Liquid-liquid interfaces are highly dynamic and characterized by an elevated interfacial tension as compared to solid-liquid interfaces. Therefore, they are gaining an increasing interest as viable templates for ordered assembly of molecules and nanoparticles. However, liquid-liquid interfaces are more difficult to handle compared to solid-liquid interfaces; their intrinsic instability may affect the assembly process, especially in the case of multiple deposition. Indeed, some attempts have been made in the deposition of polymer multilayers at liquid-liquid interfaces, but with limited control over size and stability. This study reports on the preparation of an ultrastable liquid-liquid interface based on an O/W secondary miniemulsion and its possible use as a template for the self-assembly of polymeric multilayer nanocapsules. Such polymer nanocapsules are made of entirely biodegradable materials, with highly controlled size-well under 200 nm-and multi-compartment and multifunctional features enriching their field of application in drug delivery, as well as in other bionanotechnology fields.

  3. Nanoparticles at liquid interfaces: Rotational dynamics and angular locking

    SciTech Connect

    Razavi, Sepideh; Kretzschmar, Ilona; Koplik, Joel; Colosqui, Carlos E.

    2014-01-07

    Nanoparticles with different surface morphologies that straddle the interface between two immiscible liquids are studied via molecular dynamics simulations. The methodology employed allows us to compute the interfacial free energy at different angular orientations of the nanoparticle. Due to their atomistic nature, the studied nanoparticles present both microscale and macroscale geometrical features and cannot be accurately modeled as a perfectly smooth body (e.g., spheres and cylinders). Under certain physical conditions, microscale features can produce free energy barriers that are much larger than the thermal energy of the surrounding media. The presence of these energy barriers can effectively “lock” the particle at specific angular orientations with respect to the liquid-liquid interface. This work provides new insights on the rotational dynamics of Brownian particles at liquid interfaces and suggests possible strategies to exploit the effects of microscale features with given geometric characteristics.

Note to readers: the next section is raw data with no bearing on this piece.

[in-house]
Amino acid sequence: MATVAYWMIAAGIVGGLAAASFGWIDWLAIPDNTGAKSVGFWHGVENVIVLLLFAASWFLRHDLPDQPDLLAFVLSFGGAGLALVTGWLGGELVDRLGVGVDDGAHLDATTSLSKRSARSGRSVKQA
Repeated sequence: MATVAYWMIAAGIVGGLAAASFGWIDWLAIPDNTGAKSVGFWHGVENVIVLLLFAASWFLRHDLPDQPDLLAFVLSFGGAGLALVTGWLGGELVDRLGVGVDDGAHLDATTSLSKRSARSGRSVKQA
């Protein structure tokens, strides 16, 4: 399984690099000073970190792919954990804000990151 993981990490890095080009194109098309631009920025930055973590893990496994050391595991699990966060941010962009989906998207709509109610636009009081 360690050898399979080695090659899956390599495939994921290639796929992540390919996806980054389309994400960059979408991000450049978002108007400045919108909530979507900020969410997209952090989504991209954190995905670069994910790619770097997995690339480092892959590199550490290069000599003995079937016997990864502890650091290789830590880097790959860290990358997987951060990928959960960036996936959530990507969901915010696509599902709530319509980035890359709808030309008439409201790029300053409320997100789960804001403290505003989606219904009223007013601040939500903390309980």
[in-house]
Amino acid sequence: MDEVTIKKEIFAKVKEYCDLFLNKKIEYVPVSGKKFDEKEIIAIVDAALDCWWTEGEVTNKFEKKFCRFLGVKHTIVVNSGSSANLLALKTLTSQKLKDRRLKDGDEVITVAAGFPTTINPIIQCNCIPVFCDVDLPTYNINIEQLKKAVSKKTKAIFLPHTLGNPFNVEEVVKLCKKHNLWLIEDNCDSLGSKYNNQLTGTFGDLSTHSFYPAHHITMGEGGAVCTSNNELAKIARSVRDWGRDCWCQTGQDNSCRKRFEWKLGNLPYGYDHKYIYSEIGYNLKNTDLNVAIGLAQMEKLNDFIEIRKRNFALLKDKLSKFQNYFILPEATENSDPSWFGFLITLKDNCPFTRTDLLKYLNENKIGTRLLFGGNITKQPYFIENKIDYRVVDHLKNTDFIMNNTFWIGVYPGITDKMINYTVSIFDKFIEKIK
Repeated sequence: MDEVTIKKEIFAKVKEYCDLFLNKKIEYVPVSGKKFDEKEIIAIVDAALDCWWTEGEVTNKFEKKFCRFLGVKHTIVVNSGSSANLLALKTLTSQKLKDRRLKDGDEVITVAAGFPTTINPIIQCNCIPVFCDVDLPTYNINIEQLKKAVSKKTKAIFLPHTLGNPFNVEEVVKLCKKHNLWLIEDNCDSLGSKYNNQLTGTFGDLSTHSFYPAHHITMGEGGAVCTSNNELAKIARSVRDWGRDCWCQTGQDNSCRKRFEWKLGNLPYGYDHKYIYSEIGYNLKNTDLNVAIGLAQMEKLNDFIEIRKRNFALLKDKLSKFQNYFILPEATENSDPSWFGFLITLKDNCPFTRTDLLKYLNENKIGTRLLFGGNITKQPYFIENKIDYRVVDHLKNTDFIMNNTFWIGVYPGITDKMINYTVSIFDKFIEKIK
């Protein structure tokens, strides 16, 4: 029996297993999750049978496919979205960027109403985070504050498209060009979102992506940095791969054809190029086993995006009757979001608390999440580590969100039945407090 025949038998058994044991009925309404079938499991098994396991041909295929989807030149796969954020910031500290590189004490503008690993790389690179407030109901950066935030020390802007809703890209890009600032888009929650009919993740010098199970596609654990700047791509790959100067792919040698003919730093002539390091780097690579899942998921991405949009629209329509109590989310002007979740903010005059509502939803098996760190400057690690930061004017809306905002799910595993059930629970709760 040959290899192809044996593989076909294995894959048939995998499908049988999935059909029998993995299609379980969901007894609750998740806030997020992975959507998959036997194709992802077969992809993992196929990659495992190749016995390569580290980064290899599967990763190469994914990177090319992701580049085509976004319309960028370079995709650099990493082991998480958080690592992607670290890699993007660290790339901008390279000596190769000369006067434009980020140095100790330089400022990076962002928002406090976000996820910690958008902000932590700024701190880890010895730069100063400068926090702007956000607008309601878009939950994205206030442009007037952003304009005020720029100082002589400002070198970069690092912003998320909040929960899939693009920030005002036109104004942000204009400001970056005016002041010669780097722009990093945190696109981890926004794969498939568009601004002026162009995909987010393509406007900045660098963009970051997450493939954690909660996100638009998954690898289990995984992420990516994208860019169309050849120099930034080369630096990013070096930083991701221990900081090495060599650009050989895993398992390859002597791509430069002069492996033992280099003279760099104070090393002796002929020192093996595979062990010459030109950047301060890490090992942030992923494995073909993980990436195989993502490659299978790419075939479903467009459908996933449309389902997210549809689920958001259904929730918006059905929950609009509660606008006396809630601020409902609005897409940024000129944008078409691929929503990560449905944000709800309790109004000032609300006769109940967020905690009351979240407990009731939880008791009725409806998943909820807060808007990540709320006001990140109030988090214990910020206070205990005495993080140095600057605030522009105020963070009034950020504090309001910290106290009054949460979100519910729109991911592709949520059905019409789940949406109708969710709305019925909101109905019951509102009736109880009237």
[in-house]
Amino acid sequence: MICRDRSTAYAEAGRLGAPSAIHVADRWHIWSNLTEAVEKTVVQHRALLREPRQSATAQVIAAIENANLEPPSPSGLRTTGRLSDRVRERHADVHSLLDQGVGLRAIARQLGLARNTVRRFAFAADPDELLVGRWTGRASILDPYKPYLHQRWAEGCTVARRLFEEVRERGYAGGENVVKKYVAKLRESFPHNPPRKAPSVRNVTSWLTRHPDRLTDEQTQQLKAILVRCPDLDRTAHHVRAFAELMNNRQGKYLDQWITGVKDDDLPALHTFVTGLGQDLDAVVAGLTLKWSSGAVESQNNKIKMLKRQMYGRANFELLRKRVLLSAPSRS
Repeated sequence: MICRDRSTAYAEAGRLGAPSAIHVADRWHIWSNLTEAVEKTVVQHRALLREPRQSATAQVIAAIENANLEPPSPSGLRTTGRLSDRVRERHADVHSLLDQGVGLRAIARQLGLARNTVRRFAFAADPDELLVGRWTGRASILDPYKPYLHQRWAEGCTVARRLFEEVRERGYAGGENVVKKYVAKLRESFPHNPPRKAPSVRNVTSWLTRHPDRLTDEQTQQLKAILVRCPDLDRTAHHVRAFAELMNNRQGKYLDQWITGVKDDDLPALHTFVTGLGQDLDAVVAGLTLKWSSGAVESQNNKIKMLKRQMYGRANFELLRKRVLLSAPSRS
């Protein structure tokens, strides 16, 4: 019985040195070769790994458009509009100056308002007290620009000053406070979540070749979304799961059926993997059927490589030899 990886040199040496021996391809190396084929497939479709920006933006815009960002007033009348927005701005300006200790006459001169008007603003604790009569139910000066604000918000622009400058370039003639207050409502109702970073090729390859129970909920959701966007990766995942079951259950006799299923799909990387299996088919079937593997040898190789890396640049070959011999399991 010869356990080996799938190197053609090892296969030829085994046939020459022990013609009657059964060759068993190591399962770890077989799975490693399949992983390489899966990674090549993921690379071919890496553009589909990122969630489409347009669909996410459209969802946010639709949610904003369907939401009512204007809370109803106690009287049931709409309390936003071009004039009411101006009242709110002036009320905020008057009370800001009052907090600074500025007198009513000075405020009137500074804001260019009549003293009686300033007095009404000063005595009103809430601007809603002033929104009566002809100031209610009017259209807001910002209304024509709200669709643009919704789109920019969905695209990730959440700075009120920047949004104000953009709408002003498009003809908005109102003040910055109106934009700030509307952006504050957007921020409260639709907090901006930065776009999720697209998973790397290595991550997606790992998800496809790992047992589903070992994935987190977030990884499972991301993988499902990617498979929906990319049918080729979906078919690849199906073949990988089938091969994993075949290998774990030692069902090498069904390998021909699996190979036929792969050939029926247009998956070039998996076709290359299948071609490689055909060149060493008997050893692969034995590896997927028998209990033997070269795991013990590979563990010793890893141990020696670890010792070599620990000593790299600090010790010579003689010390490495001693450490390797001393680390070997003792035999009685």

4. Nanoparticles at liquid interfaces: rotational dynamics and angular locking.

    PubMed

    Razavi, Sepideh; Kretzschmar, Ilona; Koplik, Joel; Colosqui, Carlos E

    2014-01-01

    Nanoparticles with different surface morphologies that straddle the interface between two immiscible liquids are studied via molecular dynamics simulations. The methodology employed allows us to compute the interfacial free energy at different angular orientations of the nanoparticle. Due to their atomistic nature, the studied nanoparticles present both microscale and macroscale geometrical features and cannot be accurately modeled as a perfectly smooth body (e.g., spheres and cylinders). Under certain physical conditions, microscale features can produce free energy barriers that are much larger than the thermal energy of the surrounding media. The presence of these energy barriers can effectively "lock" the particle at specific angular orientations with respect to the liquid-liquid interface. This work provides new insights on the rotational dynamics of Brownian particles at liquid interfaces and suggests possible strategies to exploit the effects of microscale features with given geometric characteristics.